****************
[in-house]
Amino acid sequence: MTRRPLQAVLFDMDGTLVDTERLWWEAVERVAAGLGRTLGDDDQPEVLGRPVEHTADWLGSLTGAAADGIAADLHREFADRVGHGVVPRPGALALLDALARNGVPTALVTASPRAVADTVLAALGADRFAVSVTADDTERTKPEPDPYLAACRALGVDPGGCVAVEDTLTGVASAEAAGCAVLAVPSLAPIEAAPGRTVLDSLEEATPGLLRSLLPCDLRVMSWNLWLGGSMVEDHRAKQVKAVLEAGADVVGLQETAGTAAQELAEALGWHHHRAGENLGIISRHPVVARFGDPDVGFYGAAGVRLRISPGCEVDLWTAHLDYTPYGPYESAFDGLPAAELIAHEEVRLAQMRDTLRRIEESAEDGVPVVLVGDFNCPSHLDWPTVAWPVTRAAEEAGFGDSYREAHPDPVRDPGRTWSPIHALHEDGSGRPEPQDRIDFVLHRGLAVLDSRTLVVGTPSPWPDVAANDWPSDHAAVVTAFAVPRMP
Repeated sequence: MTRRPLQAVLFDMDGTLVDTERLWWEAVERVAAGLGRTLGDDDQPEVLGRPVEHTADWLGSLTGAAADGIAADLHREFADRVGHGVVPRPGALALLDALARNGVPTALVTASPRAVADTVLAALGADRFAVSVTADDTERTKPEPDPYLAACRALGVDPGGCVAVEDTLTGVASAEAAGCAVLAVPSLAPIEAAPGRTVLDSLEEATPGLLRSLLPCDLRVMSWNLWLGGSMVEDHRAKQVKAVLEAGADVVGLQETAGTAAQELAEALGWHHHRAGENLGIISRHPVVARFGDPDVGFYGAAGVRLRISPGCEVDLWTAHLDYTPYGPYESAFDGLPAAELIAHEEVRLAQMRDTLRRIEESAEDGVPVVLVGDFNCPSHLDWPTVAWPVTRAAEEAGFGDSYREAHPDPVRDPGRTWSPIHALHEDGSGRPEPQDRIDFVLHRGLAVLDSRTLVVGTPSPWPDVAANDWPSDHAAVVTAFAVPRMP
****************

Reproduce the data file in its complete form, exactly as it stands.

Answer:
[in-house]
Amino acid sequence: MTRRPLQAVLFDMDGTLVDTERLWWEAVERVAAGLGRTLGDDDQPEVLGRPVEHTADWLGSLTGAAADGIAADLHREFADRVGHGVVPRPGALALLDALARNGVPTALVTASPRAVADTVLAALGADRFAVSVTADDTERTKPEPDPYLAACRALGVDPGGCVAVEDTLTGVASAEAAGCAVLAVPSLAPIEAAPGRTVLDSLEEATPGLLRSLLPCDLRVMSWNLWLGGSMVEDHRAKQVKAVLEAGADVVGLQETAGTAAQELAEALGWHHHRAGENLGIISRHPVVARFGDPDVGFYGAAGVRLRISPGCEVDLWTAHLDYTPYGPYESAFDGLPAAELIAHEEVRLAQMRDTLRRIEESAEDGVPVVLVGDFNCPSHLDWPTVAWPVTRAAEEAGFGDSYREAHPDPVRDPGRTWSPIHALHEDGSGRPEPQDRIDFVLHRGLAVLDSRTLVVGTPSPWPDVAANDWPSDHAAVVTAFAVPRMP
Repeated sequence: MTRRPLQAVLFDMDGTLVDTERLWWEAVERVAAGLGRTLGDDDQPEVLGRPVEHTADWLGSLTGAAADGIAADLHREFADRVGHGVVPRPGALALLDALARNGVPTALVTASPRAVADTVLAALGADRFAVSVTADDTERTKPEPDPYLAACRALGVDPGGCVAVEDTLTGVASAEAAGCAVLAVPSLAPIEAAPGRTVLDSLEEATPGLLRSLLPCDLRVMSWNLWLGGSMVEDHRAKQVKAVLEAGADVVGLQETAGTAAQELAEALGWHHHRAGENLGIISRHPVVARFGDPDVGFYGAAGVRLRISPGCEVDLWTAHLDYTPYGPYESAFDGLPAAELIAHEEVRLAQMRDTLRRIEESAEDGVPVVLVGDFNCPSHLDWPTVAWPVTRAAEEAGFGDSYREAHPDPVRDPGRTWSPIHALHEDGSGRPEPQDRIDFVLHRGLAVLDSRTLVVGTPSPWPDVAANDWPSDHAAVVTAFAVPRMP